postcard


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post·card

also post card  (pōst′kärd′)
n.
1. A printed card with space on one side for an address and a postage stamp, used for sending a short message through the mail.

postcard

(ˈpəʊstˌkɑːd)
n
a card, often bearing a photograph, picture, etc, on one side, (picture postcard), for sending a message by post without an envelope. Also called (US): postal card

post′card`

or post′ card`,


n.
1. a small, commercially printed card usu. having a picture on one side and space for a postage stamp, address, and message on the other.
[1865–70]
ThesaurusAntonymsRelated WordsSynonymsLegend:
Noun1.postcard - a card for sending messages by post without an envelopepostcard - a card for sending messages by post without an envelope
card - a rectangular piece of stiff paper used to send messages (may have printed greetings or pictures); "they sent us a card from Miami"
lettercard - a postcard that folds so the message is inside
picture postcard - a postcard with a picture on one side
Translations
بِطَاقَةٌ بَرِيدِيَّةبِطاقَه بريدِيَّه
пощенска
pohlednicedopisnicepohled
postkort
کارت پستال
postikortti
razglednica
képeslappostai levelezőlap
Kartu pos
póstkort
葉書郵便はがき
우편엽서
cartão postalcartão-postalpostal
razglednicadopisnica
vykort
โปสการ์ด
bưu thiếp

postcard

[ˈpəʊstkɑːd] N(tarjeta f) postal f

postcard

[ˈpəʊstkɑːrd] ncarte postale

postcard

[ˈpəʊstˌkɑːd] ncartolina (postale)

post2

(pəust) noun
(the system of collecting, transporting and delivering) letters, parcels etc. I sent the book by post; Has the post arrived yet?; Is there any post for me?
verb
to send (a letter etc) by post. He posted the parcel yesterday.
ˈpostage (-tidʒ) noun
(the money paid for) the sending of a letter etc by post. The postage was $1.20.
ˈpostal adjective
of, or concerning, the system of sending letters etc. the postal service.
postage stamp
a small printed label fixed to a letter, parcel etc to show that postage has been paid.
postal order
a printed document bought at a post office, which can be exchanged at another post office for the amount of money paid for it.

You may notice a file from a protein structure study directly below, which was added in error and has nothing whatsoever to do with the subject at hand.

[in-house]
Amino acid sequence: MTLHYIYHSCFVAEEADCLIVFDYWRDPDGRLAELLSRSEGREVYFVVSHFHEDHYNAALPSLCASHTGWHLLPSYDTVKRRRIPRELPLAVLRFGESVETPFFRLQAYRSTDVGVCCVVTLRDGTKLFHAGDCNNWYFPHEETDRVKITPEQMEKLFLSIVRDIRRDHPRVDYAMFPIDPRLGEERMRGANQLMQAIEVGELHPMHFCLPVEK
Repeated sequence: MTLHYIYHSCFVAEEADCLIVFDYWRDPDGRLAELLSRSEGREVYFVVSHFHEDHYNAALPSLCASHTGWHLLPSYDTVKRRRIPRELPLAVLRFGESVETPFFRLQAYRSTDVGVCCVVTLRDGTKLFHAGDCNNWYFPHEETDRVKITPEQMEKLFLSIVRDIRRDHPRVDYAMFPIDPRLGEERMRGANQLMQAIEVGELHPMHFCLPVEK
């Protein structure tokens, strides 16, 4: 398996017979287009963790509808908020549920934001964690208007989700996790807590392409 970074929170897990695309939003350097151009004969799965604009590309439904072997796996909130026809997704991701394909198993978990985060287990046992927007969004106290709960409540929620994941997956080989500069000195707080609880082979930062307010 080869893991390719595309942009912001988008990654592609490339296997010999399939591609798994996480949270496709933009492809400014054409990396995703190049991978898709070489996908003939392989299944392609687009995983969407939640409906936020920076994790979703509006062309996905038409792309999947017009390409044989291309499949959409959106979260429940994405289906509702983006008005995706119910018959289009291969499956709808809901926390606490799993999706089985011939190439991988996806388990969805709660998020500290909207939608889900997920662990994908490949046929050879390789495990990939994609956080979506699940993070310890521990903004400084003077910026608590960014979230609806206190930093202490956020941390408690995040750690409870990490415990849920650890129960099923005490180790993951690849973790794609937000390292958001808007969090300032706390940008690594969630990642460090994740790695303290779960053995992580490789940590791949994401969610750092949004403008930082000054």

postbox (ˈpəusboks) noun
(also ˈletterbox, ~ˈmailbox, ~pillar box) a box into which letters etc are put to be collected (and sent to their destination).
postcard (ˈpəuskaːd) noun
a card on which a message may be sent by post, often with a picture on one side (a picture postcard). She sent me a postcard of the Taj Mahal when she was in India.
postcode (ˈpəuskoud) noun
(American zip code) a set of letters and numbers added to the address on a letter to make delivery easier.
ˌpost-ˈfree adjective, adverb
without charge for sending by post. You can send it post-free.
ˌpost(-)ˈhaste adverb
very quickly. He travelled post(-)haste to London.
postman (ˈpəusmən) noun
(American ˈmailman) a person whose job is to (collect and) deliver letters etc. Has the postman been this morning yet?
postmark (ˈpəusmaːk) noun
a mark put on a letter at a post office, showing the date and place of posting, and cancelling the postage stamp. The postmark read `Beirut'.
postmaster (ˈpəusmaːstə) feminine postmistress (ˈpəusmistris) noun
the manager of a post office.
post office
an office for receiving and dispatching letters, parcels etc. Where is the nearest post office?

postcard

بِطَاقَةٌ بَرِيدِيَّة pohlednice postkort Postkarte καρτ ποστάλ postal postikortti carte postale razglednica cartolina 郵便はがき 우편엽서 briefkaart postkort pocztówka cartão postal, postal почтовая открытка vykort โปสการ์ด kartpostal bưu thiếp 明信片
References in classic literature ?
As they came south, Helen retreated over the Brenner, and wrote an unsatisfactory postcard from the shores of the Lake of Garda, saying that her plans were uncertain and had better be ignored.
Mildred sent him a postcard to announce her safe arrival, and he snatched half an hour every day to write a long letter to her.
You could not get away from hearing of him wherever you were; his portrait was on every other postcard; his maps and battles in every other illustrated paper; songs in his honour in every other music-hall turn or on every other barrel-organ.
Those who knew him will recognize in my third act the allusion to the patent Shorthand in which he used to write postcards, and which may be acquired from a four and six-penny manual published by the Clarendon Press.
It was this figure that her husband saw when, having reached the polished Sphinx, having entangled himself with a man selling picture postcards, he turned; the stanza instantly stopped.
A promotional postcard of the Titanic before tragedy struck
Time was, when both for business or pleasure, the postcard and Royal Mail provided the default form of communication.
All the images come from an album of Donald McGill's postcards, sold by The Canterbury Auction Galleries for PS250.
Cooper, a novelist, auctioneer, antiques dealer, and curator who writes about art and antiques, collects about 300 postcards from the British Museum designed by modern and contemporary artists like Carl Andre, Eleanor Antin, Joseph Beuys, Tacita Dean, Gilbert & George, Richard Hamilton, Susan Hiller, Richard Long, Bruce Nauman, Yoko Ono, Dieter Roth, Gavin Turk, Mark Wallinger, Rachel Whiteread, and Hannah Wilke from the 1960s on, focusing on postcards as works of art rather than reprinted images of other artworks.
She adds: "Postcard collecting began in Victorian times, when they were invented, with 1900-01 being the golden age when millions were produced.
Postcardly puts whatever you write onto the back of a postcard (up to about 100 words), and whatever picture you want onto the front of the postcard.
On the back of 1908 postcard showing Durham Road, Low Fell, one person from Birtley writes to Mr William Jackson in Manchester: "Dear cousens (sic), got home all right and we all feel very canny..."